TUFTED FLYCATCHER (MEXICAN) (Mitrephanes phaeocercus phaeocercus)

We saw a good number along our walk at San Juan.

GREATER PEWEE (Contopus pertinax)

Numerous in Central Mexico.

LEAST FLYCATCHER (Empidonax minimus)

We had exceptionally good views of one in the dry forest of Amilsingo.

HAMMOND'S FLYCATCHER (Empidonax hammondii)

Seen up in the oaks at San Juan.

GRAY FLYCATCHER (Empidonax wrightii)

Seen at several sites in Baja.

DUSKY FLYCATCHER (Empidonax oberholseri)

We had nice close views of one in the botanical gardens in Mexico City.

WESTERN FLYCATCHER (Empidonax difficilis)

The yellowish empids seen during our morning of birding at Sierra de la Laguna.

BUFF-BREASTED FLYCATCHER (Empidonax fulvifrons)

We watched one alongside a Hooded Yellowthroat at the botanical gardens in Mexico City.

BLACK PHOEBE (Sayornis nigricans)

Seen at Sierra de la Laguna.

VERMILION FLYCATCHER (Pyrocephalus rubinus)

DUSKY-CAPPED FLYCATCHER (Myiarchus tuberculifer)

Seen well during our walk at San Juan.

ASH-THROATED FLYCATCHER (Myiarchus cinerascens)

Abundant around Baja.

NUTTING'S FLYCATCHER (NUTTING'S) (Myiarchus nuttingi inquietus)

The common Myiarchus at Xochicalco.

GREAT KISKADEE (Pitangus sulphuratus) [*]

SOCIAL FLYCATCHER (SOCIAL) (Myiozetetes similis pallidiventris)

TROPICAL KINGBIRD (Tyrannus melancholicus) [*]

CASSIN'S KINGBIRD (Tyrannus vociferans)

Seen at Amilsingo and at various stops in Baja.

THICK-BILLED KINGBIRD (Tyrannus crassirostris)

We had really good looks at one from the ruins at Xochicalco.

WESTERN KINGBIRD (Tyrannus verticalis)

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The close and cooperative Golden-browed Warbler we saw at Rancho Viejo. Photo by Micah Riegner.
Vireonidae (Vireos, Shrike-Babblers, and Erpornis)

CHESTNUT-SIDED SHRIKE-VIREO (Vireolanius melitophrys)

After having one get away somehow at San Juan we were treated to eye-level views of one at Reserva Monte Alto. What a fabulous bird!

GRAY VIREO (Vireo vicinior)

We stopped along the road in decent looking habitat with a lot of fruiting Bursera trees at Sierra de la Laguna and sure enough one responded and flew right in!

HUTTON'S VIREO (Vireo huttoni)

We watched a pair in a low tree at San Juan.

CASSIN'S VIREO (Vireo cassinii)

CASSIN'S VIREO (SAN LUCAS) (Vireo cassinii lucasanus) [E]

Found only at Sierra de la Laguna, this local subspecies of Cassin's Vireo performed nicely for us.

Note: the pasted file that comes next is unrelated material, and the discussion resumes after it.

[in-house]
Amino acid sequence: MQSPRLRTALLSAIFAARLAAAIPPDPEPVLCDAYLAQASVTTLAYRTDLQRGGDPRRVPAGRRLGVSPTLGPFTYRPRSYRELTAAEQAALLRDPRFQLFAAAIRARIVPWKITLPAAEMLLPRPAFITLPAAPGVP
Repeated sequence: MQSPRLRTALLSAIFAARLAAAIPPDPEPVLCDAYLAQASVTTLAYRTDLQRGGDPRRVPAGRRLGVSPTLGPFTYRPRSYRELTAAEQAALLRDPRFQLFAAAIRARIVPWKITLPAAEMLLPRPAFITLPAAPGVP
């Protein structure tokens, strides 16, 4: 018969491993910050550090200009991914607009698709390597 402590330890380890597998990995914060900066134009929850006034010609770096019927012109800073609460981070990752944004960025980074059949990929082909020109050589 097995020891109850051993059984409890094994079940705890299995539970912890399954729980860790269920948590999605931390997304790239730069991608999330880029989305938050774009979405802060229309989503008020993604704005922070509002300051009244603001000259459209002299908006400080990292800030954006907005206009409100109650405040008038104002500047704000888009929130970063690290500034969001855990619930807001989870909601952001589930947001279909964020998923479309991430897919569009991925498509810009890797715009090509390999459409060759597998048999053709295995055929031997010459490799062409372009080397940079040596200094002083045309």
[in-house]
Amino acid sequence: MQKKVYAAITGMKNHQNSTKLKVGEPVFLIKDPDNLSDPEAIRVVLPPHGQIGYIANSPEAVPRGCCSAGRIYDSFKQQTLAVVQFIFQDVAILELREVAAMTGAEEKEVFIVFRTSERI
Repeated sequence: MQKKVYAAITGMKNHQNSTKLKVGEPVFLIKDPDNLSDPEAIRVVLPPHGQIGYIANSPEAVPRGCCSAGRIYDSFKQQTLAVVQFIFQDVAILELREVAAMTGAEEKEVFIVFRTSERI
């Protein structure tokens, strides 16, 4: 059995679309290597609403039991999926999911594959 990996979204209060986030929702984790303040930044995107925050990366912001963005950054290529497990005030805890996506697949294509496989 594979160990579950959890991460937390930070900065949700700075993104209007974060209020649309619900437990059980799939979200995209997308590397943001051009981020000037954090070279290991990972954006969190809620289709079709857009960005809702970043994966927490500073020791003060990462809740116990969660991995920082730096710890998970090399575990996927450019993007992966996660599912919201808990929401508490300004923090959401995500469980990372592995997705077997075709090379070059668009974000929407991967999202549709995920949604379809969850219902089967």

PLUMBEOUS VIREO (Vireo plumbeus)

WARBLING VIREO (Vireo gilvus)

Laniidae (Shrikes)

LOGGERHEAD SHRIKE (Lanius ludovicianus)

Seen in the fields around Amilsingo.

Corvidae (Crows, Jays, and Magpies)

CALIFORNIA SCRUB-JAY (Aphelocoma californica)

Encountered daily around Baja.

TRANSVOLCANIC JAY (Aphelocoma ultramarina) [E]

A recent split from Mexican Jay. We saw these at several sites in Central Mexico.

COMMON RAVEN (Corvus corax)

A few flew over the butterfly reserve. Also seen around Magdalena Bay.

Paridae (Tits, Chickadees, and Titmice)

MEXICAN CHICKADEE (Poecile sclateri)

Seen in the forest at La Cima.

Remizidae (Penduline-Tits)

VERDIN (Auriparus flaviceps)

We had nice close looks at some on our drive to San Carlos, Baja California Sur.

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Sunrise at our whale camp. Photo by Micah Riegner.
Hirundinidae (Swallows)

VIOLET-GREEN SWALLOW (Tachycineta thalassina)

NORTHERN ROUGH-WINGED SWALLOW (Stelgidopteryx serripennis)

BARN SWALLOW (Hirundo rustica)

Aegithalidae (Long-tailed Tits)

BUSHTIT (MELANOTIS GROUP) (Psaltriparus minimus melanotis)

Regulidae (Kinglets)

RUBY-CROWNED KINGLET (Corthylio calendula)


Seen in the woods around La Cima.

Sittidae (Nuthatches)

WHITE-BREASTED NUTHATCH (INTERIOR WEST) (Sitta carolinensis mexicana)

PYGMY NUTHATCH (Sitta pygmaea)

Certhiidae (Treecreepers)

BROWN CREEPER (ALBESCENS/ALTICOLA) (Certhia americana alticola)

Seen in the conifers around La Cima.

Polioptilidae (Gnatcatchers)

BLUE-GRAY GNATCATCHER (Polioptila caerulea)

CALIFORNIA GNATCATCHER (Polioptila californica)

Troglodytidae (Wrens)

CANYON WREN (Catherpes mexicanus) [*]

Field Guides Birding Tours